NWPR Books

NWPR Books
11:11 am
Sun May 19, 2013

Siblings' Separation Haunts In 'Kite Runner' Author's Latest

iStockphoto.com

Originally published on Fri September 6, 2013 11:59 am

There was a time around 2003, before e-books and e-readers, when it seemed that everywhere you turned — in an airport, on a bus or anywhere people read — people were lost in The Kite Runner. An epic tale set in Afghanistan, the book sold more than 7 million copies in the U.S. and catapulted the author, Khaled Hosseini, onto the global literary stage.

Hosseini followed that success with another book about his homeland, A Thousand Splendid Suns, which also became a best-seller.

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NWPR Books
8:28 pm
Sat May 18, 2013

'That's That': A Memoir Of Loving And Leaving Northern Ireland

Colin Broderick's first book, Orangutan, told the story of the 20 years — at least, as he could remember it — of being drunk, drug addicted and often desperate struggling to make his way as an Irish immigrant to New York.

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NWPR Books
1:41 pm
Sat May 18, 2013

'Waiting To Be Heard' No More, Amanda Knox Speaks Out

Amanda Knox enters an Italian court on Oct. 3, 2011, just before being acquitted of murdering her British roommate, Meredith Kercher.
Oli Scarff AP

Originally published on Sat May 18, 2013 4:47 pm

When 20-year-old Amanda Knox left for Italy in August 2007, it was supposed to be a carefree year studying abroad.

No one could have foreseen it ending in her being accused, tried and convicted in the murder of her roommate, Meredith Kercher.

The case, and Knox, became an international media sensation.

"I think that there was a lot of fantasy projected onto me," she tells weekends on All Things Considered host Jacki Lyden. "And that resulted in a re-appropriation and re-characterization of who I am."

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NWPR Books
4:23 am
Sat May 18, 2013

Dan Brown: 'Inferno' Is 'The Book That I Would Want To Read'

Robert Langdon is back. The Harvard art professor in custom tweeds — and an ever-present Mickey Mouse watch — wakes up in a hospital after getting grazed in the head by a bullet, wondering how he ended up in Florence. He's got a sinister artifact sewn into his coat and just a few hours to keep the world from a grim biological catastrophe.

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NWPR Books
11:45 am
Fri May 17, 2013

'Picture Cook': Drawings Are The Key Ingredients In These Recipes

Katie Shelly

Originally published on Tue May 21, 2013 1:32 pm

Back in 2009, Katie Shelly was craving an eggplant Parmesan. Small problem: She'd never made it before. But she remembered that a college roommate used to make it, so she called her up and asked for the recipe.

The friend told her she needed to start with three bowls — one for breadcrumbs, one for egg and one for flour, salt and pepper. "In that moment, it was totally natural for me to just draw the three bowls instead of writing all that out in words," says Shelly, whose day job is as a visual designer.

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NWPR Books
5:57 am
Fri May 17, 2013

Book News: Amazon May Be Called Before Parliament Over Taxes

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Amazon's U.K. unit racked up sales of $6.5 billion last year, but only paid $3.7 million in corporate taxes.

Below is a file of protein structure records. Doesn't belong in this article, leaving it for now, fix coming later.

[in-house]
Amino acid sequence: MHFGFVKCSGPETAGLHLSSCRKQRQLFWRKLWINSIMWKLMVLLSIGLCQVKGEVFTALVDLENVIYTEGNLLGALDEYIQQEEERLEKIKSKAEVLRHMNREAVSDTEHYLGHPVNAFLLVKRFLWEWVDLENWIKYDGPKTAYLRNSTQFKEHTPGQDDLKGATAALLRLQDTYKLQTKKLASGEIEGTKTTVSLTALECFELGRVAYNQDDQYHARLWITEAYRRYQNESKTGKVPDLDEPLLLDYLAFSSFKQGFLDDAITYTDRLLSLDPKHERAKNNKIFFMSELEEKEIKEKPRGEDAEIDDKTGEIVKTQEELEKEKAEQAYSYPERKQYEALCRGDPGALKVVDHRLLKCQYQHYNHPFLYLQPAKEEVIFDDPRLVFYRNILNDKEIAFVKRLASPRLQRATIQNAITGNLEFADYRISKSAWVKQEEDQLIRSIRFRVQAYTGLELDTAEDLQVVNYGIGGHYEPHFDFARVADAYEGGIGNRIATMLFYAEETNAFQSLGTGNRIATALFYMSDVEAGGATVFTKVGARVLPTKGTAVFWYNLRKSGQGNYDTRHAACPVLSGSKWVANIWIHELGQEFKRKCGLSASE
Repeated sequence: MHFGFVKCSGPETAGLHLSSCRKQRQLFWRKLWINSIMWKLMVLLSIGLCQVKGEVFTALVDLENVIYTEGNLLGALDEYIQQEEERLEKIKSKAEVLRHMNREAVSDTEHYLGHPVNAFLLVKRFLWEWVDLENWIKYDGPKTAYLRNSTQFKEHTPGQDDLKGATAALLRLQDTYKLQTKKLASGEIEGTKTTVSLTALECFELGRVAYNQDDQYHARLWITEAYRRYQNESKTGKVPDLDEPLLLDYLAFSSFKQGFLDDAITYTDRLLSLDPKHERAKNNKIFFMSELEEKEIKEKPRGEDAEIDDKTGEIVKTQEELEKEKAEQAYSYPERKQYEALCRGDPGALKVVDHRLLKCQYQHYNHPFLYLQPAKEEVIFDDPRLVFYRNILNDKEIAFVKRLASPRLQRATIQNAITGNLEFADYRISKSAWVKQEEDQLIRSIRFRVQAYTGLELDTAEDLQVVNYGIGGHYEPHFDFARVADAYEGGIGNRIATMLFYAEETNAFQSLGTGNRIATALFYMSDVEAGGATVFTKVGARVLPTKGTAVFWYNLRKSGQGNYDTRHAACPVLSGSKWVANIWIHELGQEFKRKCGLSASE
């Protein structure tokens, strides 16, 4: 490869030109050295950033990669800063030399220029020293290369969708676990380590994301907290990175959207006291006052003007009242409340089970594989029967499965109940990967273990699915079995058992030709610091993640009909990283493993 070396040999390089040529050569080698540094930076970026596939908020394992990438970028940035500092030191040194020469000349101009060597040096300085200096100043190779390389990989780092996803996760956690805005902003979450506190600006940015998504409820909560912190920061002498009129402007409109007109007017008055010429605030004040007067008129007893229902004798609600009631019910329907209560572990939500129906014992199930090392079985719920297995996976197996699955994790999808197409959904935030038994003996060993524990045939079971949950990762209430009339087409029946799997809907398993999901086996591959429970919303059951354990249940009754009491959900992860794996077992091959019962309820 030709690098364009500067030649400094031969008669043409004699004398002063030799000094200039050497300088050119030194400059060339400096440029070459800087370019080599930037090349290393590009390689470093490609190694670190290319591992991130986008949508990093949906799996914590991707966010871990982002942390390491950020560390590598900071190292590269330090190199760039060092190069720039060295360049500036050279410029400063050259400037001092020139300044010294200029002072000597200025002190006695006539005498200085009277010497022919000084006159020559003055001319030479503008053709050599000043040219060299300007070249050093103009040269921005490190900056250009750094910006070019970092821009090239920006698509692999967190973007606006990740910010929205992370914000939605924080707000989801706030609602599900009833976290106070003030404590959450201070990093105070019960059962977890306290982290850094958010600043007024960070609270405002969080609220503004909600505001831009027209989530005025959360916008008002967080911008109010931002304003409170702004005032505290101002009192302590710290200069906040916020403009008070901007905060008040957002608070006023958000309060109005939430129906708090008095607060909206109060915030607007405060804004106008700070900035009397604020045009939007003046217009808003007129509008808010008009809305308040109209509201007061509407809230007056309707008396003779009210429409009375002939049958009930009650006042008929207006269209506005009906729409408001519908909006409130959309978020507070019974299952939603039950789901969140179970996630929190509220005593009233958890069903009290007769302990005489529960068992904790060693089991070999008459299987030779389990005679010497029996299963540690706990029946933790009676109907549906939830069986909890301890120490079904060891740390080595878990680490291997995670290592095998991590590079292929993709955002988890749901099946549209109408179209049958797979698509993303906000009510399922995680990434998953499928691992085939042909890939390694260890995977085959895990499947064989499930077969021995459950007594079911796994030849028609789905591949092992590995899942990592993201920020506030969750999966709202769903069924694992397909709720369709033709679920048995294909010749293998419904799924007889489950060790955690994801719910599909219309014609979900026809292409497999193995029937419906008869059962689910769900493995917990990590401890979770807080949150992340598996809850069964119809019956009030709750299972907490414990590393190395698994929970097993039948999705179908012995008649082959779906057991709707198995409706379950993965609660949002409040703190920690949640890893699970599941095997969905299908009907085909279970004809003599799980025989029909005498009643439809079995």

David McNew Getty Images

Originally published on Fri May 17, 2013 6:39 am

The daily lowdown on books, publishing, and the occasional author behaving badly.

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NWPR Books
11:52 am
Thu May 16, 2013

From Fame's Leroy To Jay-Z

Courtesy New York University Press

Looking for Leroy is a new book by Mark Anthony Neal that takes a look at how high profile black men like Jay-Z, Denzel Washington and Barack Obama shape our perceptions of black masculinity in America. He sat down with Tell Me More's Michel Martin.

Inspired by Fame

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NWPR Books
4:03 am
Thu May 16, 2013

How To Put This 'Delicate'-ly ... Not Le Carre's Best Work

Some novelists interest us because they turn the light of a style we enjoy on whatever subject they take up. Some novelists we enjoy because they have found a great subject and work it well and lovingly. John le Carre seems to belong to the latter group, having found his vein of fiction gold in the world of Cold War espionage.

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NWPR Books
2:14 pm
Wed May 15, 2013

Neil Gaiman Turns His Grad Speech Into 'Good Art'

Neil Gaiman is also the author of Coraline, American Gods, Anansi Boys,Stardust and M Is for Magic. He was born in Hampshire, England, and now lives near Minneapolis.
Darryl James Getty Images

Originally published on Thu May 30, 2013 9:00 am

A year ago, writer Neil Gaiman told the graduating class at Philadelphia's University of the Arts that life is sometimes hard — that things will go wrong in love and business and friendship and health, and in all the other ways that life can go wrong. And that the best thing an artist can do at those times is to "make good art."

That commencement speech became a hit on the Web and has now been adapted into a small book, titled, appropriately, Make Good Art.

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NWPR Books
10:08 am
Wed May 15, 2013

Coming To 'Americanah': Two Tales Of Immigrant Experience

JOZZ iStockPhoto.com

Originally published on Wed May 15, 2013 11:34 am

First things first: Can we talk about hair? Nigerian writer Chimamanda Ngozi Adichie has written a big knockout of a novel about immigration, American dreams, the power of first love, and the shifting meanings of skin color; but, as Adichie has said in interviews, she also knows that black women's hair can speak volumes about racial politics.

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